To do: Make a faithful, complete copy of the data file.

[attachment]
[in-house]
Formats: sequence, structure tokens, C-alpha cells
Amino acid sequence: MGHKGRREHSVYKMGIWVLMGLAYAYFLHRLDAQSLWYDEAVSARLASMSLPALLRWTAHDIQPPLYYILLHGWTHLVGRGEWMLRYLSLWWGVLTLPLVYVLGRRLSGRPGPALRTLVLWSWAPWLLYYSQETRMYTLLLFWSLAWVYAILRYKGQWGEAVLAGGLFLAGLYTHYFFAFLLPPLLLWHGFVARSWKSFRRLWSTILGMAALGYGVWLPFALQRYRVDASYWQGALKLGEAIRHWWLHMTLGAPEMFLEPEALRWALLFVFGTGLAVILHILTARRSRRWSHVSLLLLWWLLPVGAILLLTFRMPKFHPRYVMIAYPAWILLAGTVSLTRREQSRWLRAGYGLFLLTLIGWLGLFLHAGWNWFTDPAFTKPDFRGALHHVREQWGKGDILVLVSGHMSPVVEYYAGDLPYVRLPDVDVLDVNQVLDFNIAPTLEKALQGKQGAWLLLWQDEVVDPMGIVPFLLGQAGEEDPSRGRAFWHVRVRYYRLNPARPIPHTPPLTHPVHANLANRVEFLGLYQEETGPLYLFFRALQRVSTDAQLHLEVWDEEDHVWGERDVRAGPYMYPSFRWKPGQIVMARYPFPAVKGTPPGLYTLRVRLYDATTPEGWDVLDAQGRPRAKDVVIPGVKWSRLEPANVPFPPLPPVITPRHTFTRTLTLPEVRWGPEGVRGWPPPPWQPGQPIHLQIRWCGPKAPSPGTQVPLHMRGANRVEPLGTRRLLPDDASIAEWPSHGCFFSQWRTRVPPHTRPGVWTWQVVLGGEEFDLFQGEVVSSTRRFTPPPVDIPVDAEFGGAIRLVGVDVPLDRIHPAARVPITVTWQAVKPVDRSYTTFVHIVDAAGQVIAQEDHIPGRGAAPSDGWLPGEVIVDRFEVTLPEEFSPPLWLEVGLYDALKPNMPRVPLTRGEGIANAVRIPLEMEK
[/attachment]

[in-house]
Formats: sequence, structure tokens, C-alpha cells
Amino acid sequence: MGHKGRREHSVYKMGIWVLMGLAYAYFLHRLDAQSLWYDEAVSARLASMSLPALLRWTAHDIQPPLYYILLHGWTHLVGRGEWMLRYLSLWWGVLTLPLVYVLGRRLSGRPGPALRTLVLWSWAPWLLYYSQETRMYTLLLFWSLAWVYAILRYKGQWGEAVLAGGLFLAGLYTHYFFAFLLPPLLLWHGFVARSWKSFRRLWSTILGMAALGYGVWLPFALQRYRVDASYWQGALKLGEAIRHWWLHMTLGAPEMFLEPEALRWALLFVFGTGLAVILHILTARRSRRWSHVSLLLLWWLLPVGAILLLTFRMPKFHPRYVMIAYPAWILLAGTVSLTRREQSRWLRAGYGLFLLTLIGWLGLFLHAGWNWFTDPAFTKPDFRGALHHVREQWGKGDILVLVSGHMSPVVEYYAGDLPYVRLPDVDVLDVNQVLDFNIAPTLEKALQGKQGAWLLLWQDEVVDPMGIVPFLLGQAGEEDPSRGRAFWHVRVRYYRLNPARPIPHTPPLTHPVHANLANRVEFLGLYQEETGPLYLFFRALQRVSTDAQLHLEVWDEEDHVWGERDVRAGPYMYPSFRWKPGQIVMARYPFPAVKGTPPGLYTLRVRLYDATTPEGWDVLDAQGRPRAKDVVIPGVKWSRLEPANVPFPPLPPVITPRHTFTRTLTLPEVRWGPEGVRGWPPPPWQPGQPIHLQIRWCGPKAPSPGTQVPLHMRGANRVEPLGTRRLLPDDASIAEWPSHGCFFSQWRTRVPPHTRPGVWTWQVVLGGEEFDLFQGEVVSSTRRFTPPPVDIPVDAEFGGAIRLVGVDVPLDRIHPAARVPITVTWQAVKPVDRSYTTFVHIVDAAGQVIAQEDHIPGRGAAPSDGWLPGEVIVDRFEVTLPEEFSPPLWLEVGLYDALKPNMPRVPLTRGEGIANAVRIPLEMEK